Welcome back SF Writers, to the third episode of the Mad Inventions Series, or M.I.S. for short, a place to generate ideas for your SF stories based on our technological developments. Today we briefly look at the relationship between pen and technology.

The story so far:
Intro; Digital Wallets; House Technology.

That was a hell of a letter, Mr Darcy!

The act of writing per se has always been very powerful. Hearts have been broken, empires crushed, friendships ended and all because of written words. The  concept that the “pen is mightier than the sword” means just that: a piece of writing can hurt you and it’s there to remind you of it – at least with the sword, when you’re dead, you’re dead.

Let’s take a closer look at the medium itself. The pen has come a long way, from pointed shards of rock to sticks, feathers, nibs and all the way to our modern, more familiar tools.

There is a serious relationship between a pen and its owner. A good pen, especially the kind you can refill, stays with you throughout your life. No matter how much typing I do at a computer, I always like to keep a paper backup. I have a pen, nothing fancy, which has been with me throughout high school and university, used only for tests and exams. It was a bit like a Linus blanket and, even now that academic tests are over, it’s still in my pen case.

Most writers reading this article will know how choosy we can be when it comes to picking a new pen for our writing. We enter the stationery shop with the same excitement as that of a kid stepping into a candy store. We look over the colourful pen display until we see it. Then we hold it to check if it has the right thickness, if the ball is small or big enough, if the ink flows smoothly, if it’s rough against the paper; in a word, if it inspires us and makes us want to write! It’s that powerful.

How has technology developed the pen so far?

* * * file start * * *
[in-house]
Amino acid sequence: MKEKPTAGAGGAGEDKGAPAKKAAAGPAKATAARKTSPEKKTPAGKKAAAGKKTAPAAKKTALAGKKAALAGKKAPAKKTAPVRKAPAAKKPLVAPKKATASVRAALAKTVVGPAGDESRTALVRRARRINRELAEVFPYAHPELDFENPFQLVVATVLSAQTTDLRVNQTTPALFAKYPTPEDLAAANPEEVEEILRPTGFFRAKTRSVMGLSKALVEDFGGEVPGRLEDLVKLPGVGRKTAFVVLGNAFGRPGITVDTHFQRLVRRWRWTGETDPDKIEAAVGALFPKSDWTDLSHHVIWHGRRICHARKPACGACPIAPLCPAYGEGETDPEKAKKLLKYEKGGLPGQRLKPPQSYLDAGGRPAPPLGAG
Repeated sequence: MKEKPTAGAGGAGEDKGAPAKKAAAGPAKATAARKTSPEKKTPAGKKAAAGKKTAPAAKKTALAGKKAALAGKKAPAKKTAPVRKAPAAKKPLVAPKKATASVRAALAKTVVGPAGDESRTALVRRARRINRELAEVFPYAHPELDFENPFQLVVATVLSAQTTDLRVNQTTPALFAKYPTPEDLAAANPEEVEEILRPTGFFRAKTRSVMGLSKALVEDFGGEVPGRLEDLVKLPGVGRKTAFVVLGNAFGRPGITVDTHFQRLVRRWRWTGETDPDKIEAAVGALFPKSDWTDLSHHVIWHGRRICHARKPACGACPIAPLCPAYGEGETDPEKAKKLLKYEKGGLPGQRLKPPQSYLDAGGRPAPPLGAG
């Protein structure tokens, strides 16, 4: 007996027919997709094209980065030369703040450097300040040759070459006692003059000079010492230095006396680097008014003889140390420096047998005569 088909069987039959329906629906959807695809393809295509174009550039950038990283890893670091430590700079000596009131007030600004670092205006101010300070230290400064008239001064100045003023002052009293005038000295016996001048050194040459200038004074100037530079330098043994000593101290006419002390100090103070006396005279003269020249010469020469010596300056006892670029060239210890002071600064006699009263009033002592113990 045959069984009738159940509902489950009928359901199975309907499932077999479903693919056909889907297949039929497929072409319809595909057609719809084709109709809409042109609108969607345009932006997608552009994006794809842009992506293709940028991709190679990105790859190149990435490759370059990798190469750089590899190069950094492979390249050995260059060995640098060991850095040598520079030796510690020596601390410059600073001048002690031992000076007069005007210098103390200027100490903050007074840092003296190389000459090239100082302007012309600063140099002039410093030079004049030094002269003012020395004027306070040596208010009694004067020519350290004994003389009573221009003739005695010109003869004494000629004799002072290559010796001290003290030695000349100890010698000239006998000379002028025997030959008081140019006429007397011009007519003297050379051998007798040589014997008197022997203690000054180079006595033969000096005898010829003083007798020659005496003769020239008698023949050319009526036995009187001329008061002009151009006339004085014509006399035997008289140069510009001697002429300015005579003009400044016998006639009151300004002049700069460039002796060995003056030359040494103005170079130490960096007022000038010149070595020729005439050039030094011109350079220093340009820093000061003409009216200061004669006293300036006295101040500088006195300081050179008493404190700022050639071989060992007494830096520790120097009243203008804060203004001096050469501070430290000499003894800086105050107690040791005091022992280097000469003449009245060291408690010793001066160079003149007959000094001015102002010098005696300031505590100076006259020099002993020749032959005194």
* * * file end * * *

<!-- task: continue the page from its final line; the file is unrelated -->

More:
We have had ones with ink-erasers for a few decades now. Ink colours have increased in variety and quality, and the duration of the ink itself has improved too, allowing some pens to even last a few years. The major development is the one that brought us the digital pen. The devices that make use of this capture your handwriting or brushstrokes and convert them into digital data for use in different applications. Think about drawing tablets and how far they have pushed the boundaries of painting; or even a shopping list on a piece of paper suddenly appearing on your computer or mobile phone.

In 2004 Jian Wang of Microsoft created a Magic Pen, a device capable of switching effortlessly between electronic documents and paper. Unlike the digital pen, this one uses actual ink: you write on a piece of paper and the data is automatically transferred onto the screen on an editable document. Years of trial and error created a pen which contains a digital camera activated by a pressure sensor; the tiny images of the ink are stored in a memory chip and then transmitted to the computer via a Bluetooth radio.

Another interesting device is the 3D Pen. It uses the technology of a 3D printer and allows you to literally draw in mid-air. The heated plastic comes out as ink would, cooling down with the cold air and allowing you to build your drawings upright. As you can see from the picture below, you have quite a range of creations that can be brought to life, from sculptures to useful everyday items.

Korean Designer Jinsun Park came up with Color Picker, a pen that scans the colours you really like on one end and send the correct RGB details into the body of the pen. From here, the ink is mixed appropriately and is released at the other end, allowing you to obtain the tone you want.

There have been pens on the market with little extras such as voice and writing recorders (if you are a student taking notes during a lecture you know how helpful these can be). Some pens carry scanners that can read written words and act as dictionaries or editors via a display window. Technically though, these are not really pens, but pen-like objects.

How has pen technology affected our stories then?

  1. Have you ever featured a pen device in any of your stories and, if not, can you think of one piece of writing that could accommodate this?
  2. Try to come up with another step in the evolution of pen development. How can it advance the plot of your story?
  3. Envisage a society where the act of writing is superseded by typing: what advantages could there be?
  4. Now imagine the same society and analyse the impact a lack of writing skills would have.
  5. Consider the role of those who can still write, compared to those who cannot, and the ramifications of this in every aspect of life.

And, if you come up with a great idea … write it down!